Natural history illustration includes demonstrations of botanical illustration skills, and a fair amount of teaching too.
I was recently asked to be "artist in residence" and to lead a drop-in workshop at Ross-on-Wye's central library. This was to mark Ross's Celebration of the Hedgehog (the symbol of the town). I planned to draw in situ, and to encourage any visitors to draw from an assortment of speciemens I'd assembled.
Many of these are my own; I collect skulls and now have enough to ask visitors to match the animal to their skull; interestingly, all the adults mixed up the stoat and rabbit skulls, whilst every child got the whole selection of eleven animals correct. Testimony to children's powers of observation, perhaps?
I had work to do, namely illustrating a bamboo shoot for The Cultivated Forager (by Adele Nozedar, due out in spring 2015). I laid out a stand of postcards, my portfolio, books featuring my illustrations, and my botanical sketchbooks. The sketchbooks invariably get a great deal of attention; people seem to love to have the chance to flick through them, so I always bring them along when I demonstrate.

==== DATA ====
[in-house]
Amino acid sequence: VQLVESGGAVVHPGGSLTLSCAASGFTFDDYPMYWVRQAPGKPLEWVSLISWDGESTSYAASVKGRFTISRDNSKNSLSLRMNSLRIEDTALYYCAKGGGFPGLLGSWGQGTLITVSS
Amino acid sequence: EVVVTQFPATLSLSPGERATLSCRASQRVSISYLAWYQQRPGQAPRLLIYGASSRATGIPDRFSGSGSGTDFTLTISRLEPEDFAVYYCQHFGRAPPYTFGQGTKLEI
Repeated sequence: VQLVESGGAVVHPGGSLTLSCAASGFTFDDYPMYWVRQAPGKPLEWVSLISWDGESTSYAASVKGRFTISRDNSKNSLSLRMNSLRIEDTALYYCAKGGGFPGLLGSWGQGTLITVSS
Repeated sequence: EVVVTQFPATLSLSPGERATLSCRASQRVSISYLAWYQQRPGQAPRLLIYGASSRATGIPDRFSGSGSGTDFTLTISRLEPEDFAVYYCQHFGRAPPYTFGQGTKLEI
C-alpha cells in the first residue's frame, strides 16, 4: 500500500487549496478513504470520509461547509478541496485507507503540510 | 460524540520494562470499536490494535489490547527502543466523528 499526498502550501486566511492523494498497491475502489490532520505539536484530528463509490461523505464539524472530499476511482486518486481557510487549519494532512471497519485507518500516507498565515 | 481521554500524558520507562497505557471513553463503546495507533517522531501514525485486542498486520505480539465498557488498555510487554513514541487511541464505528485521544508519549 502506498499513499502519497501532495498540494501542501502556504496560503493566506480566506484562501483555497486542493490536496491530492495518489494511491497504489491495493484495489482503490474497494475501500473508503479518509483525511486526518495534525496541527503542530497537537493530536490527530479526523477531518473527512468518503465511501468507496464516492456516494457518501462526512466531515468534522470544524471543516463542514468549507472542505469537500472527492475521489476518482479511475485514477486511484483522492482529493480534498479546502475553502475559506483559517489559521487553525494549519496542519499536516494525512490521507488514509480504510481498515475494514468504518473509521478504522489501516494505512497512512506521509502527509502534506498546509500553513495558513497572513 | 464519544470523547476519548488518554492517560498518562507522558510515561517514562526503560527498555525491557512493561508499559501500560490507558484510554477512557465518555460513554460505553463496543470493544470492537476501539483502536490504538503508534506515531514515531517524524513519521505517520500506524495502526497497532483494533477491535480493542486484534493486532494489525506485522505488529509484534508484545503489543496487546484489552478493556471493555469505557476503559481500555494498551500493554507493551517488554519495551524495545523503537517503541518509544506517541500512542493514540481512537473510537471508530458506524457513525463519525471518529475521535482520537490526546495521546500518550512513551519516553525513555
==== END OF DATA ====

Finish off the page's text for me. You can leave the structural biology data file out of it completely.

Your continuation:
Simultaneously, there was a wonderful exhibition of the Hereford Botanical Illustration Group's work on show; showing species found along the river Wye. The work was of a very high caliber, and the group's organiser, Mary Brewin, had presented it beautifully. All through the days people and group members stopped by to see the paintings and drawings, which made for a lively and chatty day.
The first visitor to draw (Kim Harrison) stayed for ages and did an entire series of pencil illustrations of skulls. Below is a slection of her work. I was impressed both by her concentration and her enthusiasm.
I got on with my bamboo, and had finished it by the time children came in after school.
The kids who came in were brilliant; really up for drawing and inspired by the specimens. I was lucky enough to have a stuffed buzzard, owl and grey squirrel (on loan from Hereford Museum Resources team) as well as a table of skulls. I did bring in a bucket of wild-flowers, but clearly they weren't as tempting as the animal specimens.
The range of ages and abilities was great; here's a selection of just some of the lovely work they did:
By the end of the day; not only had I met and chatted to over 75 people, seen lots of wonderful pencil sketches, sold a painting of a polecat (hooray!), been paid by my sponser for the event (Western Power), and consumed endless cups of tea; but I'd also be reminded of why I love this job, and how very lucky I am to be a natural history illustrator.
Category: Scientific Illustrator out and about | Comments: 0 | Viewed: 2730